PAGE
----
By Colin Ley
By Colin Ley
A £300,000 (US$425,000) multispecies research and development facility is due for completion in Scotland this summer in an industry-led move to create “much-needed” marine aquaculture trials capacity.
The new facility will be located at Otter Ferry in Argyll, home of Otter Ferry Seafish, one of the U.K.’s longest established aquaculture businesses, with production records dating back to 1967. Working in conjunction with the U.K. Government and industry-backed Agri-EPI Centre, Otter Ferry Seafish is committing land and cash to the new venture on a co-funding basis with Innovate UK, a non-departmental public body which ‘operates at arm’s length’ from the U.K. Government as part of the country’s research and innovation structure.
The almost-ready facility is designed to undertake a wide range of studies, such as evaluating feeds and pharmaceuticals, instrumentation testing, and the validation of operational welfare indicators. The finished unit with have six 20m3 and twelve 2m3 aquaculture rearing tanks, all equipped with programmable lighting, automatic feeding, and oxygen & pH monitoring systems.
All tanks will be supplied with filtered, UV-disinfected seawater, with waste feed collectors fitted to the outflows. The facility will be is suitable for rearing diverse species including fin fish and non-fin fish such as cleaner fish, microalgae, shellfish & seaweed.
Although much of the new unit’s focus will be centred on the on-growing of selected species, the development’s commercial host give the facility strong hatchery links, according to Alastair Barge, managing director of Otter Ferry Seafish.
“We recently completed a £1.5 million (US$2.12 million) nursery expansion for our wrasse business, adding that to our separate hatchery facilities for wrasse, halibut and lumpfish,” Barge tells Hatchery International. “As such, we see the new trials facility as being very much complementary to our own existing research and development involvement in relation to breeding requirements.”
Initially set-up as a land-based salmon farming operation, the Otter Ferry business responded to rising market demands for cleaner fish by diversifying into its current species, creating an extensive operation which currently produces 100,000 juvenile halibut, 300,000 wrasse and 800,000 lumpfish.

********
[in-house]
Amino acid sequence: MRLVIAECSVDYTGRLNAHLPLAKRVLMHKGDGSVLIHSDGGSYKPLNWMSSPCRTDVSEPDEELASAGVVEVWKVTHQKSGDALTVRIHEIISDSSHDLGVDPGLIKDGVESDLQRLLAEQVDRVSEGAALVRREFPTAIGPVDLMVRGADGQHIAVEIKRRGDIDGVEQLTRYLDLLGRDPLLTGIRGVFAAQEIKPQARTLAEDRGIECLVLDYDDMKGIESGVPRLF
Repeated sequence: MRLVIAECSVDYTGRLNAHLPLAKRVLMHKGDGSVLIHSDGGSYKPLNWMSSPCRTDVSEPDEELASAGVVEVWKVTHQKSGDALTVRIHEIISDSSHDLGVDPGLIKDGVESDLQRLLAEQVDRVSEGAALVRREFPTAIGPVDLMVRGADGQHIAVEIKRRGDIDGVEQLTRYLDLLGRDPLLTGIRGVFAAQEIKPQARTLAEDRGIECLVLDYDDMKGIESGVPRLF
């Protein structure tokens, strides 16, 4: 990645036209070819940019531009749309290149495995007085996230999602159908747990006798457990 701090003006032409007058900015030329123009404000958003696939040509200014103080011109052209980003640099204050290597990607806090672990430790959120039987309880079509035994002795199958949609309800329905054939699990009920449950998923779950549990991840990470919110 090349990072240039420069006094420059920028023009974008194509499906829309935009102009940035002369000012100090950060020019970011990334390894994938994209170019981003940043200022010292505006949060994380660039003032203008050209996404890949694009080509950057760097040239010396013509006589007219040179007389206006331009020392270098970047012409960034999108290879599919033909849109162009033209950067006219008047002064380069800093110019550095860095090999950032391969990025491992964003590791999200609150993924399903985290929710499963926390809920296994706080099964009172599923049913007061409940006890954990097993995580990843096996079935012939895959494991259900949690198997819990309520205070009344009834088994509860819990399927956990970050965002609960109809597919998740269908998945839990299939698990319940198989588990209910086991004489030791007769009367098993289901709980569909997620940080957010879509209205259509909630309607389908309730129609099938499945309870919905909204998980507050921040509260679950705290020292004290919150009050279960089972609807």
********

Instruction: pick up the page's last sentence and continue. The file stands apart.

“We felt that our site and farming experience lent itself to cleaner fish development, always on a market-led basis and with a strong commitment to trails and development,” said Barge. “Our first trials partnership, for example, began back in 1981 when we undertook a series of salmon feed assessments for BP Nutrition.”
The company’s involvement with Agri-EPI is also designed to be market-led and demand-driven, building on the long-standing R&D status of the University of Stirling’s Institute of Aquaculture, and the University of Edinburgh’s Roslin Institute.
“Our new facility is much-needed in the sense that it will move marine species research forward a stage, creating a slightly more commercial trials approach than has been possible in the past,” said Barge. “It will bridge the gap between the very good lab-based trials which are being done at present and the more extensive work that will be possible as our trials move more towards harvest size fish.”
Agri-EPI track record
The Otter Ferry development is also an important step for Agri-EPI in terms of its involvement with aquaculture. One of four UK Agri-Tech Centres of Agricultural Innovation, created through a collaboration between Government, academia and industry, Agri-EPI already has a strong track record in relation to aquaculture. This includes working with a number of commercial partners on the development of SeaCAP 6000, an open water engineering solution which is ‘set to revolutionise the protection, health and environmental impact of farmed salmon, whilst boosting the industries long-term productivity and profits’.
Agri-EPI is also working with the Scottish fish vaccination company, Aqualife, on the development of a ‘transformational’ fish vaccinating robot, which is due to be launched by the end of this year.
“We’ve been involved in many trials over the years, both as private developments run within our own business and in a broader industry-led collaboration with different partners, and we certainly welcome Agri-EPI as a positive R&D force for aquaculture,” said Barge. “They are committed to innovation, sustainably boosting productivity, reducing emissions, and increasing profitability across the whole agri-food chain, and we’re delighted to be working with them in relation to the development of our own sector.”
With Scotland due to be hosting the 26th UN Climate Change Conference of the Parties (COP26) in November this year, the sustainability and environmental challenges surrounding fish farming is bound to be high profile, not least with so many international journalists ‘visiting’ the country.
“We’re always seeking to innovate as a business and to do so in as sustainable a manner as possible,” says Barge. “Any development or trial projects we undertake, including the current venture with Agri-EPI, must fit this overall ethos. Anything we can do which can help our industry improve is therefore welcome and valuable. In that context, we’re confident that the new trials facility will be a major addition for aquaculture in Scotland, and beyond, and a positive contributor to our sector’s future sustainability.”